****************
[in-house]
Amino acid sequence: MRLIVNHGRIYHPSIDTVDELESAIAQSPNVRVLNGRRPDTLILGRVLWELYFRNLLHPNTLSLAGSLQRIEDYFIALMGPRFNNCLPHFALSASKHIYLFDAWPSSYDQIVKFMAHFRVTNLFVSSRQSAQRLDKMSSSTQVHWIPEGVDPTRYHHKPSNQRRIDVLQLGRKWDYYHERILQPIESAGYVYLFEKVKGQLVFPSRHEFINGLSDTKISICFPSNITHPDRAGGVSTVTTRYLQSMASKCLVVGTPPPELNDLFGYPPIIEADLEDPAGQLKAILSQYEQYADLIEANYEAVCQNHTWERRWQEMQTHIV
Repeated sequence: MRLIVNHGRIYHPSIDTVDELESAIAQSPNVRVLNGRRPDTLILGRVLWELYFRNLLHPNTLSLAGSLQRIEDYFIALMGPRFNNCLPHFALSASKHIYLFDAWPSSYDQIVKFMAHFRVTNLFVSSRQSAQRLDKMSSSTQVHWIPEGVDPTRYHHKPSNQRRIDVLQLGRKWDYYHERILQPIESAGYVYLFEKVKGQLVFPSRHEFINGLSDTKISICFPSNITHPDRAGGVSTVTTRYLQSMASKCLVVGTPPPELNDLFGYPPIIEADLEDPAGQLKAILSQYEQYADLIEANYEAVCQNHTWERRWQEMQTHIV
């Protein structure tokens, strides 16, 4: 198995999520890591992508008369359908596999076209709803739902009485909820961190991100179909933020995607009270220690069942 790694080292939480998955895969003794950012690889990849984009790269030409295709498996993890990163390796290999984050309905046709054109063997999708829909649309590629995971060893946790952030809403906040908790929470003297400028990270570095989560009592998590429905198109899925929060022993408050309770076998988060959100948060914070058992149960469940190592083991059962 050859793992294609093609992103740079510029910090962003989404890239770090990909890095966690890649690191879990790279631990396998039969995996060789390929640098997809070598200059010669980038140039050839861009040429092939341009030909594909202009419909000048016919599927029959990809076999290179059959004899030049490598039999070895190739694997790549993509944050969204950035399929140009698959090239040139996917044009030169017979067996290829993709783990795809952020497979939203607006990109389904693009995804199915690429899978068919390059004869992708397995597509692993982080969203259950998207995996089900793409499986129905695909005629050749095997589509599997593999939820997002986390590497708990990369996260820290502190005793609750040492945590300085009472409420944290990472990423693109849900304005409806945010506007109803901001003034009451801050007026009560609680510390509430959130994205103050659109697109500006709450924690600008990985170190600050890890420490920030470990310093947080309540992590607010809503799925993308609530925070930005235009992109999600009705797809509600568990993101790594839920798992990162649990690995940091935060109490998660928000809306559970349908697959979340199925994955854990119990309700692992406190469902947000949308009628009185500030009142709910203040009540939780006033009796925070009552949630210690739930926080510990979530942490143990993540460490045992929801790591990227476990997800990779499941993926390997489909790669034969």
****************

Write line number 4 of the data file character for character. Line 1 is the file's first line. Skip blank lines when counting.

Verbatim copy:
């Protein structure tokens, strides 16, 4: 198995999520890591992508008369359908596999076209709803739902009485909820961190991100179909933020995607009270220690069942 790694080292939480998955895969003794950012690889990849984009790269030409295709498996993890990163390796290999984050309905046709054109063997999708829909649309590629995971060893946790952030809403906040908790929470003297400028990270570095989560009592998590429905198109899925929060022993408050309770076998988060959100948060914070058992149960469940190592083991059962 050859793992294609093609992103740079510029910090962003989404890239770090990909890095966690890649690191879990790279631990396998039969995996060789390929640098997809070598200059010669980038140039050839861009040429092939341009030909594909202009419909000048016919599927029959990809076999290179059959004899030049490598039999070895190739694997790549993509944050969204950035399929140009698959090239040139996917044009030169017979067996290829993709783990795809952020497979939203607006990109389904693009995804199915690429899978068919390059004869992708397995597509692993982080969203259950998207995996089900793409499986129905695909005629050749095997589509599997593999939820997002986390590497708990990369996260820290502190005793609750040492945590300085009472409420944290990472990423693109849900304005409806945010506007109803901001003034009451801050007026009560609680510390509430959130994205103050659109697109500006709450924690600008990985170190600050890890420490920030470990310093947080309540992590607010809503799925993308609530925070930005235009992109999600009705797809509600568990993101790594839920798992990162649990690995940091935060109490998660928000809306559970349908697959979340199925994955854990119990309700692992406190469902947000949308009628009185500030009142709910203040009540939780006033009796925070009552949630210690739930926080510990979530942490143990993540460490045992929801790591990227476990997800990779499941993926390997489909790669034969």